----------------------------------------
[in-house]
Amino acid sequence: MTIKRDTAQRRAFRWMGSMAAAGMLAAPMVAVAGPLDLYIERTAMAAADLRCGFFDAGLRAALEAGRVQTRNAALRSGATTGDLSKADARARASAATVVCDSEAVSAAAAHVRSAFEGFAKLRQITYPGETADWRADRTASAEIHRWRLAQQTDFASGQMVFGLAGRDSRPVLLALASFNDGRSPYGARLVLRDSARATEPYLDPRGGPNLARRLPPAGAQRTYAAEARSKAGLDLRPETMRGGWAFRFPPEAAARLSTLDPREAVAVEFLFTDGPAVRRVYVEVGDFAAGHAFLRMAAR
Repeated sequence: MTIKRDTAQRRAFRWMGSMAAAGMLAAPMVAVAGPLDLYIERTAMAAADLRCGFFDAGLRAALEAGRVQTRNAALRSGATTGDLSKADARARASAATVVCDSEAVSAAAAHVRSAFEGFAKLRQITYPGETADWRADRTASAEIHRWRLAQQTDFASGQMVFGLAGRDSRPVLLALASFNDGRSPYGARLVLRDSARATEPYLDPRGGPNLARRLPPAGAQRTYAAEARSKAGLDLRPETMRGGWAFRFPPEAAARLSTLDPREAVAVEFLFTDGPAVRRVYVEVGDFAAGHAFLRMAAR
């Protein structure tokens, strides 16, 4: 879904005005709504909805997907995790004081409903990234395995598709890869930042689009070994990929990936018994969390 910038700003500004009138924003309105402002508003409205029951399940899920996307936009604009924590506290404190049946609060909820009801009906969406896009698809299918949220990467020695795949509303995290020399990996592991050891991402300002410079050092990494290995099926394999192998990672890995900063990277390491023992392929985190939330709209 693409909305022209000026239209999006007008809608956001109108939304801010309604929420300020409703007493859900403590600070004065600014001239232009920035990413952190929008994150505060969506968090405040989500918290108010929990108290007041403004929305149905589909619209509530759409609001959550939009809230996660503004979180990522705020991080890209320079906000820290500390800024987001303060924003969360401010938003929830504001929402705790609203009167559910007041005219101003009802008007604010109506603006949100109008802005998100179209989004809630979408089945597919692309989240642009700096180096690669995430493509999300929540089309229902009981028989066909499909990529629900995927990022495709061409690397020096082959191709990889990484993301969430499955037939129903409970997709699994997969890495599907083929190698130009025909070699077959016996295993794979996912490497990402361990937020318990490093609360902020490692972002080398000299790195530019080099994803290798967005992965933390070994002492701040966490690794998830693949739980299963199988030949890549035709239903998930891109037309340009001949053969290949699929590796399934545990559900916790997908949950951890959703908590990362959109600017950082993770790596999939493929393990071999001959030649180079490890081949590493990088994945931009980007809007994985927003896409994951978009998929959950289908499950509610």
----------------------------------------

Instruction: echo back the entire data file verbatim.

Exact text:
[in-house]
Amino acid sequence: MTIKRDTAQRRAFRWMGSMAAAGMLAAPMVAVAGPLDLYIERTAMAAADLRCGFFDAGLRAALEAGRVQTRNAALRSGATTGDLSKADARARASAATVVCDSEAVSAAAAHVRSAFEGFAKLRQITYPGETADWRADRTASAEIHRWRLAQQTDFASGQMVFGLAGRDSRPVLLALASFNDGRSPYGARLVLRDSARATEPYLDPRGGPNLARRLPPAGAQRTYAAEARSKAGLDLRPETMRGGWAFRFPPEAAARLSTLDPREAVAVEFLFTDGPAVRRVYVEVGDFAAGHAFLRMAAR
Repeated sequence: MTIKRDTAQRRAFRWMGSMAAAGMLAAPMVAVAGPLDLYIERTAMAAADLRCGFFDAGLRAALEAGRVQTRNAALRSGATTGDLSKADARARASAATVVCDSEAVSAAAAHVRSAFEGFAKLRQITYPGETADWRADRTASAEIHRWRLAQQTDFASGQMVFGLAGRDSRPVLLALASFNDGRSPYGARLVLRDSARATEPYLDPRGGPNLARRLPPAGAQRTYAAEARSKAGLDLRPETMRGGWAFRFPPEAAARLSTLDPREAVAVEFLFTDGPAVRRVYVEVGDFAAGHAFLRMAAR
């Protein structure tokens, strides 16, 4: 879904005005709504909805997907995790004081409903990234395995598709890869930042689009070994990929990936018994969390 910038700003500004009138924003309105402002508003409205029951399940899920996307936009604009924590506290404190049946609060909820009801009906969406896009698809299918949220990467020695795949509303995290020399990996592991050891991402300002410079050092990494290995099926394999192998990672890995900063990277390491023992392929985190939330709209 693409909305022209000026239209999006007008809608956001109108939304801010309604929420300020409703007493859900403590600070004065600014001239232009920035990413952190929008994150505060969506968090405040989500918290108010929990108290007041403004929305149905589909619209509530759409609001959550939009809230996660503004979180990522705020991080890209320079906000820290500390800024987001303060924003969360401010938003929830504001929402705790609203009167559910007041005219101003009802008007604010109506603006949100109008802005998100179209989004809630979408089945597919692309989240642009700096180096690669995430493509999300929540089309229902009981028989066909499909990529629900995927990022495709061409690397020096082959191709990889990484993301969430499955037939129903409970997709699994997969890495599907083929190698130009025909070699077959016996295993794979996912490497990402361990937020318990490093609360902020490692972002080398000299790195530019080099994803290798967005992965933390070994002492701040966490690794998830693949739980299963199988030949890549035709239903998930891109037309340009001949053969290949699929590796399934545990559900916790997908949950951890959703908590990362959109600017950082993770790596999939493929393990071999001959030649180079490890081949590493990088994945931009980007809007994985927003896409994951978009998929959950289908499950509610």